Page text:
NEVER give up searching!

My 3rd great grandfather, William L. Peters, died 6 Feb 1887 in Pickaway County, Ohio, but his death record had long eluded being found in popular online resources.  I learned that it became an Ohio statewide law to record deaths in 1867 and that each county’s probate court was responsible for recording the death as a single line entry in a register between 1867-1908. Deaths that occurred after December 19, 1908 are recorded by the Ohio Department of Health in a certificate format.¹  So, William’s death should have been recorded at the courthouse.  I wrote to the probate clerk to see if it was there.  In February, I received an email and was told it was not there.  How depressing.

William’s relapse as published in the 21 Jan 1887 edition of the Circleville Democrat and Watchman.

Still, it bugged me and sat in the back of my mind for months.  I knew it just had to exist!  I had found multiple news articles online detailing his sickness, the doctor being called in from another bigger city, and his sons being called to his side in his final days.  I even found his obituary but I desperately wanted his actual death record in hopes that it would give me more clues to solving where the Peters originated from.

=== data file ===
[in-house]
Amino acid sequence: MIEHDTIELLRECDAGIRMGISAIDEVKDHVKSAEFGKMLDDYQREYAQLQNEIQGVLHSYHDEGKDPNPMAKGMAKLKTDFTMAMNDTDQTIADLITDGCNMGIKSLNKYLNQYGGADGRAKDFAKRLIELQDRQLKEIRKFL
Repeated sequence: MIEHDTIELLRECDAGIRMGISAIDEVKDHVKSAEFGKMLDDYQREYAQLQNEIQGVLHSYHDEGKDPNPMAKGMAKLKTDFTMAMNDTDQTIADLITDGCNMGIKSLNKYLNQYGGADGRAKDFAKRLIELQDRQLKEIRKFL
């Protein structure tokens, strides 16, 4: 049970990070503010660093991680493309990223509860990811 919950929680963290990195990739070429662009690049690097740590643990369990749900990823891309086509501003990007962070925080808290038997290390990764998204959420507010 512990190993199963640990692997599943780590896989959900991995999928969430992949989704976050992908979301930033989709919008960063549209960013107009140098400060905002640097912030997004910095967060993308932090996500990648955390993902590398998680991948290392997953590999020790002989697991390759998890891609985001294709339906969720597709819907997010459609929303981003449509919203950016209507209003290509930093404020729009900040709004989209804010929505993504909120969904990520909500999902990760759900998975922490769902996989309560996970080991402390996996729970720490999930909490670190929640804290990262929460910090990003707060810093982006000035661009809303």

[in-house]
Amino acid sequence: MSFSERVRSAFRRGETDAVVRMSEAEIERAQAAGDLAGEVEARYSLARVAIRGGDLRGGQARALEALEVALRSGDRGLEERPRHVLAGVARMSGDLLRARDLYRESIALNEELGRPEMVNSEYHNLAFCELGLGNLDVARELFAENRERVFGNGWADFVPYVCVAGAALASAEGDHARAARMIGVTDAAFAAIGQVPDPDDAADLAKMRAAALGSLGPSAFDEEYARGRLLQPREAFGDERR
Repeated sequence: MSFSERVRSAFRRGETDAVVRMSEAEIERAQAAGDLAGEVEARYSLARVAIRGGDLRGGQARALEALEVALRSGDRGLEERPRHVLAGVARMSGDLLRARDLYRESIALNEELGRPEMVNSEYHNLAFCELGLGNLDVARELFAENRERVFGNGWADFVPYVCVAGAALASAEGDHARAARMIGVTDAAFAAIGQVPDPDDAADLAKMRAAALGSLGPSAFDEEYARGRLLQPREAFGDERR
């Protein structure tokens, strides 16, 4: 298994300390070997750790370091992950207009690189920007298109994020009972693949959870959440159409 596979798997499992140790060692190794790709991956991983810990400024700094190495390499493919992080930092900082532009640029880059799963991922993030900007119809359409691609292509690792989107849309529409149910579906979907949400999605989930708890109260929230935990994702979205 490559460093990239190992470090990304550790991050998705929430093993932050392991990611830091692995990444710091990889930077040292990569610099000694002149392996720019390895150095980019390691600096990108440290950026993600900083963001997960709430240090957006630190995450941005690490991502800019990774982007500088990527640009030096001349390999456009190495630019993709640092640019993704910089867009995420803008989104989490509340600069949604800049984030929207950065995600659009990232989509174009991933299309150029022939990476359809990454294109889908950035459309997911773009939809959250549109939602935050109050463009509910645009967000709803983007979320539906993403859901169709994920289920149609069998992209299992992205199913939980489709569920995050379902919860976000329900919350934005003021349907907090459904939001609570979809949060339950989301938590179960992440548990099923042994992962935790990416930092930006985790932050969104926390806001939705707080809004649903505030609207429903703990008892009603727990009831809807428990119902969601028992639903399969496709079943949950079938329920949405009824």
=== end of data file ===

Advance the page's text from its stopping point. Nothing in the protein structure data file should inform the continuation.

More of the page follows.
Seaman’s Protection Papers

Click to enlarge.

Have you found a seafaring person in your tree?  Then you should definitely check out what I consider one of the best records out there and one of my personal favorites!  They are just so very fascinating.

The Citizenship Affidavits of US-born Seaman at Select Ports, or Seaman’s Protection Papers as they’re sometimes known, were issued starting in the early 1800’s as a way to protect US sailors from being “pressed” into service on British ships.  Think of it like a passport type of identification… applicants would go to a local official and have their identity verified. This usually included either bringing an person with you who knew you or providing signed affidavits from witnesses who attested to your identity and proof of citizenship or a notarized affidavit of such.

Family Wedding – Day 5 of #30DayFHWChallenge

Grandpa Glenn Archer "Archie" Stewart and grandchildren, Taylor and Noah Garnes. 30 April 2005

Grandpa Glenn Archer “Archie” Stewart and grandchildren, Taylor and Noah. 30 April 2005

The prompt for day 5 of the #30DayFHWChallenge is to select your favorite family photo, and write about the moments just before and/or after the photo was taken. Why was it taken? Was your ancestor happy to be in it?

This is a weird/hard one for me because as I’m not close with my mom’s side of the family, I don’t have very many pictures of them.  As children though, we did most of our family type events with that side of the family so while there are many, many pictures of us at family events, I don’t have access to them. But before I became estranged from that side, I was lucky enough that my mother gave me a few pictures so I do have “some” from my childhood remaining. Maybe someday she’ll pass them on but who knows? I have what I have and I cherish them.